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When lighting relied purely on incandescent bulbs and fluorescent tubes, there was very little a home owner could do to alter the feel and mood of the illumination in a living room or bedroom other than change the lampshades and invest in dimmer controls.
The arrival of LED lighting has opened up a new world of lighting control to the ambitious home user, one in which the feel of a room can be changed at the touch of a button or even react to external conditions, such as the homeowner’s arrival home, which appliances are being used in a room, or the sun setting outside.
LED technology makes possible much more flexible and attractive lighting in the home thanks to the ability to tune colors in the case of RGB or four-color LEDs. For example, the light can alter based on the time of day, gradually brightening and changing the color mix as the light fades outside, or it can change depending on what is happening inside a room. For example, light levels can increase close to a computer while it is being used, automatically dimming when the screen saver activates, and respond to the image displayed on a TV, darkening the room when people are watching the TV and even subtly altering the color mix based on the predominant color on the screen to provide more of a home-cinema experience.
Even for white light, designers can tune its quality, producing a blue-tinged light for users who want daylight simulation illumination or a warmer yellowish hue for those who want an effect similar to that of tungsten-filament lamps. Three-color LEDs make it possible to go much further, simulating the effects of sunset or matching the color picked up by a sensor or a color picker on a PC or tablet computer that is able to communicate with the lighting control system in the room. Networked control makes it possible to perform these changes remotely so that, when the user arrives home, the lights are set up the way they want.
There are a number of requirements for such a lighting-control installation, but a key component is a microcontroller (MCU) or digital signal processor (DSP) to provide intelligent control that is armed with the right peripherals to provide the necessary color control for each set of LEDs. A problem of dynamic control in LED lighting is that LED output is not uniform, particularly over temperature. As its diode junction heats up, the output light level generated by the LED falls and even the wavelength of light it generates can alter slightly. Good mechanical design is needed to maintain high color quality, but it is also often necessary to compensate for these effects in the control algorithm itself, using input from the temperature sensor to alter the output power of the other LEDs in the array. One option is to store the variation in output level versus temperature as a set of coordinates and use linear approximation to adjust power levels.
The LEDs themselves can vary in terms of color output. Manufacturers can choose to purchase ‘binned’ components that are known to work within a given range, which adds to cost, or use calibration and control algorithms to adjust how the LEDs are driven to compensate for variations. When the lighting fixture is assembled, bin codes applied by the LED manufacturer when they are made can be used to program the correct color-control curves into the MCU’s ROM.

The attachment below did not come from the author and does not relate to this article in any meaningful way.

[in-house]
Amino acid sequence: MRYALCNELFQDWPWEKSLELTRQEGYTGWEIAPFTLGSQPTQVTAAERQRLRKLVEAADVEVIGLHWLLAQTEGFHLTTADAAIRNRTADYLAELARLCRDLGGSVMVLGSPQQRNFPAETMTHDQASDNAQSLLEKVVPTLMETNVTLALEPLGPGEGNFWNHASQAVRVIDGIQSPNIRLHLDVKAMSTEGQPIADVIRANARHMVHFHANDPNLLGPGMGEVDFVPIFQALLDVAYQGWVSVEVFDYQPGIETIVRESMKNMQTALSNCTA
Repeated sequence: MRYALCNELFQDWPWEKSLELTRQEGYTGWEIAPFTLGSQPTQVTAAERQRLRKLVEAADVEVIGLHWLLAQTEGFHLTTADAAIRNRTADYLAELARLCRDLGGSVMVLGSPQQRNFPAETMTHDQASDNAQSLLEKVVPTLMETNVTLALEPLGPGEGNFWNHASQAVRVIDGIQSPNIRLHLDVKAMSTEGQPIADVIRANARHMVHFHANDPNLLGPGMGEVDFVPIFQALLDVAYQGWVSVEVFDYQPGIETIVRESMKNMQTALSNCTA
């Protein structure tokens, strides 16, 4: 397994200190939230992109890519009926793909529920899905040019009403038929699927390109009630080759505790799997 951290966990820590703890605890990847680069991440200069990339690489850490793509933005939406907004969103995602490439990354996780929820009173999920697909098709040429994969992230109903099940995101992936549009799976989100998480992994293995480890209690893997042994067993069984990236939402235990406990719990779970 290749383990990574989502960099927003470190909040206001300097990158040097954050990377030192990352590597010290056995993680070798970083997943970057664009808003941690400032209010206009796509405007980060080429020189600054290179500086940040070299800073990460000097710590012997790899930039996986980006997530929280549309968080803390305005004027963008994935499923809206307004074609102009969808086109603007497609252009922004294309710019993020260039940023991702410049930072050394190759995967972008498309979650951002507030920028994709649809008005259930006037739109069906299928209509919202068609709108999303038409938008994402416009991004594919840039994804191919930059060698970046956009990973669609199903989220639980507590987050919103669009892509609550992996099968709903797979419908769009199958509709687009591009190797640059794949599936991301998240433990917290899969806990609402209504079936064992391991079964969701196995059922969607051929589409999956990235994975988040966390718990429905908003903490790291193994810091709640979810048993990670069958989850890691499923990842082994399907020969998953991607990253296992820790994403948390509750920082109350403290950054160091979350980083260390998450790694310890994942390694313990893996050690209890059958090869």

Although a simple resistor can provide feedback on current consumption by the LED to the MCU, better control is maintained through the use of dedicated sensors. Temperature sensing is one way to control the output of the LED. A suitably equipped MCU can use a sensor connected to an A/D input to detect the temperature of the lighting elements and use a table lookup and linear approximation to adjust the light output.
An alternative is to use a light sensor to read light levels directly, which can provide finer-grained control. One option is to use a light-to-voltage sensor that is connected to an A/D port or, if analogue ports are scarce, to use comparator channels or a light-to-frequency sensor. Comparator channels can be used with a programmable voltage reference. By running a successive-approximation loop in code on the MCU it is possible to reprogram the voltage reference to converge on the incoming signal and so read its level. This technique can work well in systems where the changes in color and lighting level are comparatively slow.
The light-to-frequency sensor outputs a signal with a frequency that is proportional to the overall level of light. These pulses can be counted by the MCU, using a timer to determine the pulse frequency during a particular time window.
Typically, a proportional-integral-derivative (PID) control algorithm is used on each output channel to take the sensor data and calibration values, evaluate the difference between those and a target set point and adjust the output channels accordingly.
The PID loop runs continuously to reduce the error between the set point and sensor input. PID coefficients can be tuned to maximize the response of the system, but how quickly the PID algorithm can converge on the target is a function of the MCU’s speed. A highly responsive color-control system will generally demand a faster MCU to guarantee rapid convergence from the PID algorithm.